First a bit of history (just a bit, I promise). In the 80’s California law began requiring that insurance companies offer earthquake insurance. Then, in 1994 the Northridge Quake hit and was a wake up call to the insurance industry. Suddenly the entire industry discovered they had underestimated the damage caused when a major quake hits a heavily populated area. Almost overnight, the homeowners insurance market dried up in California. Companies sought to limit their exposure so they would not be facing ruin when “The Big One” hits. The only way to not have to offer earthquake insurance was to not sell homeowners either. Thus, the California Earthquake Authority was created.
What is the California Earthquake Authority
The CEA is a privately funded, publicly managed agency designed to remove the risk of earthquake exposure from the insurance companies. Most of the insurance companies doing business in the State of California participate. The CEA is the largest writer of earthquake insurance in the state, writing over 70% of earthquake insurance policies statewide. The CEA offers a very basic policy which satisfies the minimum coverage requirement of California law which is essentially coverage on the dwelling and little else.
Why the Huge Deductible for Earthquake Insurance?
Because of the high probability of a major earthquake in the coming years, to make earthquake insurance affordable it is specifically designed to be a disaster type coverage. Therefore, deductibles for earthquake insurance are much larger. Smaller claims will typically fall below the deductible, thus keeping premiums much lower than they would otherwise be.
The most common deductible for earthquake insurance is 15%, although lower deductibles of 10% or even 5% can be had. It is important to know that the deductible for earthquake insurance applies to the amount of coverage, not the amount of loss. So, if a home is insured for $250,000 and has a 15% deductible, the home must sustain damage over $37,500 before the insurance begins to pay.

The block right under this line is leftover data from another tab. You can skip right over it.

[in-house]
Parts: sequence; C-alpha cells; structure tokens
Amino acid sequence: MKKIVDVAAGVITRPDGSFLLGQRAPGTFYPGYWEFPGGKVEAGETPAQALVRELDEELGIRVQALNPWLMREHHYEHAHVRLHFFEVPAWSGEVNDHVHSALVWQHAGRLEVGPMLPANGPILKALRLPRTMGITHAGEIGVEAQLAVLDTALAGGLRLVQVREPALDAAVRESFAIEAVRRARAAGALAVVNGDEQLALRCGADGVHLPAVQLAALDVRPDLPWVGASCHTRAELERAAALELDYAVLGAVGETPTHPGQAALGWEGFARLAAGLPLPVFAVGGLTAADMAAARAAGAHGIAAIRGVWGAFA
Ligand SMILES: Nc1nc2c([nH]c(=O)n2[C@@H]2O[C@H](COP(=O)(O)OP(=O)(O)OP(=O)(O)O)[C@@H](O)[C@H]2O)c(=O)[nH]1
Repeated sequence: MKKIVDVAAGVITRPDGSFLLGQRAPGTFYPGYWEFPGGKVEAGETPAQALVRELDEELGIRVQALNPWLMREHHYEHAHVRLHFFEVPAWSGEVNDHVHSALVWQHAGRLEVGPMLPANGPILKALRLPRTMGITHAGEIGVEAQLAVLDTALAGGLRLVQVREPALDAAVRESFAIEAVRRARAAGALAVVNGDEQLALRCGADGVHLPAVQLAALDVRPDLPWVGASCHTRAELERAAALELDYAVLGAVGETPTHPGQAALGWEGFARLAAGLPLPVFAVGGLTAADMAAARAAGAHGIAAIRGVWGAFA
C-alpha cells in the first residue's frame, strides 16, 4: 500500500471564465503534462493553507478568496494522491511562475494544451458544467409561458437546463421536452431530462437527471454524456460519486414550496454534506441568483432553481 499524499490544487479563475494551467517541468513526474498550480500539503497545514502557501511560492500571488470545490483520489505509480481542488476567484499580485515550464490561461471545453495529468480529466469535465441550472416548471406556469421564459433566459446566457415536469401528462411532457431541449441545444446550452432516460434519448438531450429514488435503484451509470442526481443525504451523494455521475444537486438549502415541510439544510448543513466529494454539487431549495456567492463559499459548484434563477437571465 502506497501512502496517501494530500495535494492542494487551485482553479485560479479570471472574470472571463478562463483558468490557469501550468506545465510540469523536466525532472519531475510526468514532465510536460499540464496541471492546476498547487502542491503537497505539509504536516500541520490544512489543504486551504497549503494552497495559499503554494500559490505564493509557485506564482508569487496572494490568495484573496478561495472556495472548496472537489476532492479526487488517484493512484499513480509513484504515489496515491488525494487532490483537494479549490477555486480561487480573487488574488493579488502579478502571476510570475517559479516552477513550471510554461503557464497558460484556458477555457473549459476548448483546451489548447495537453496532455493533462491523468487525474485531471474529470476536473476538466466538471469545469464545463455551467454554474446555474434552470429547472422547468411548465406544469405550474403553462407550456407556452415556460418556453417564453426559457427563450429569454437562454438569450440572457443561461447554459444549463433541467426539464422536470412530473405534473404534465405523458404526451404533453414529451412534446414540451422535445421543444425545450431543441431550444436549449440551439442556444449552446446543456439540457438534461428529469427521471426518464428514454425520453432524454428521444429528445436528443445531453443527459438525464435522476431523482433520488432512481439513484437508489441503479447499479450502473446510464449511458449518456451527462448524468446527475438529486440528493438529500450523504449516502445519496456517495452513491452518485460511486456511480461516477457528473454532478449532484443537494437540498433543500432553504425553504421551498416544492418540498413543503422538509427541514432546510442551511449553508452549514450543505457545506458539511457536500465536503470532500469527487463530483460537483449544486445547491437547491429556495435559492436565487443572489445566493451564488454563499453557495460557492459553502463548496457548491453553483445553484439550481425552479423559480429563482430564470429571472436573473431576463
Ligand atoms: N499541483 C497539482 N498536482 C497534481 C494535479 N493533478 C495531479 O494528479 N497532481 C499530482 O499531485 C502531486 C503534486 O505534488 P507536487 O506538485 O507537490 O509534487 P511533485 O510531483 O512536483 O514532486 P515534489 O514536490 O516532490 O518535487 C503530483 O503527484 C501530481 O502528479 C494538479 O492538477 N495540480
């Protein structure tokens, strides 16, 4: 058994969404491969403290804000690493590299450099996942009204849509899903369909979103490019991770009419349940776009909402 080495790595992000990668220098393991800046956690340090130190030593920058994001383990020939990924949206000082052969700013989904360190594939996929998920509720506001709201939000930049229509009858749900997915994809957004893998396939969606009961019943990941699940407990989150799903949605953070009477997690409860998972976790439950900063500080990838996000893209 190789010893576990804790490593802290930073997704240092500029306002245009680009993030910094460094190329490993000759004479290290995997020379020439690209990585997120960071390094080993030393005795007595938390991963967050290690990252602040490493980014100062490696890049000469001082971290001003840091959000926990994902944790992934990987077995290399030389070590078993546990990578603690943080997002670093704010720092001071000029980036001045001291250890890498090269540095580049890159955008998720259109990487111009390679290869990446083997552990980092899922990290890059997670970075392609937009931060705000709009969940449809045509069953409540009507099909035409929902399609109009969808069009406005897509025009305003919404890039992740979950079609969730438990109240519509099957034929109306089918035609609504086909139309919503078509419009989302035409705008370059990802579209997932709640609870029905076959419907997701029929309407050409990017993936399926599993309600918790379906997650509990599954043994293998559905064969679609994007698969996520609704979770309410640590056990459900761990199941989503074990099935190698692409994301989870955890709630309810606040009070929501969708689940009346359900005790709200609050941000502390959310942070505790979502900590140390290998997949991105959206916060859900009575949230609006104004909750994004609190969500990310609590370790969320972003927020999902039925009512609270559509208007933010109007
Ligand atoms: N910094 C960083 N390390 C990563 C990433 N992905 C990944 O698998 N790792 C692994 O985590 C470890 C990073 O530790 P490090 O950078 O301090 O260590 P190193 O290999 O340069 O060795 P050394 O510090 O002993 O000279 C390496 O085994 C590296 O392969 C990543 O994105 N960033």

How Do I Choose a Coverage Amount for My Home?
With all CEA policies, the coverage amount is determined by what limit of coverage you carry on your homeowners policy. Herein lies the potential for a huge problem. That figure is just an estimate of what it would cost to replace your home in a normal construction market. As people in disaster areas most often discover though, a post-disaster construction market is not normal.
Just Because You Have Earthquake Insurance, It Doesn’t Mean You Are Adequately Covered
Most homeowners insurance policies provide some form of “Extended Replacement Cost”. This provides an additional amount of Dwelling coverage on the policy in the event of total loss. Extended Replacement cost is so the homeowner does not have to foot the bill should it turn out that the actual cost to replace the home exceeds the amount of coverage on the policy. This happens surprisingly often. Marshall & Swift/Boeckh, the industry leader in replacement cost calculation software, estimates that 61% of homes are actually underinsured and on average the gap is 18%. And that’s true in the best of times. Following a widespread disastrous earthquake, material and labor costs will increase greatly.
Problem is, the overwhelming majority of earthquake insurance policies offer no sort of Extended Replacement Cost coverage. Such a scenario, where rebuilding costs rise dramatically following a major earthquake, could leave many homeowners who thought they were covered without the necessary funds to rebuild.
All is not lost, however. Let’s remember that the limit of coverage is the most they will pay, after the large earthquake insurance deductible. So if the construction market does not increase costs more than the deductible you carry, you might be OK. That’s a big “if” though. However, there are other coverage options which I will get into in a bit.
Earthquake Insurance Policies Are Much Different than Homeowners Insurance
As you may have noticed, earthquake insurance offers are generally for much less overall coverage than comes with a typical homeowners policy. While coverage for the dwelling is the same as on your homeowners policy, that’s where the similarity ends.
Minimal earthquake insurance under California law has several shortcomings. Among those are:
- Only $5,000 coverage for Personal Property (TVs, furniture, clothes, etc.),
- A mere $1,500 for Additional Living Expense (also known as Loss of Use),
- No coverage for other structures (detached garages, sheds, fences, etc.)
- Very limited Building Ordinance Coverage (see below).
The CEA does offer the option to increase some stripped down coverages, at additional cost, but no coverage is made available for other structures.
Building Ordinance Cost Coverage
Building Ordinance Cost (BOC) coverage is the most important coverage you have no idea about. Unfortunately, most agents do a very poor job of explaining the coverage or don’t explain it at all. In fact, in my experience I have discovered that very few insurance agents even have a proper understanding of the coverage.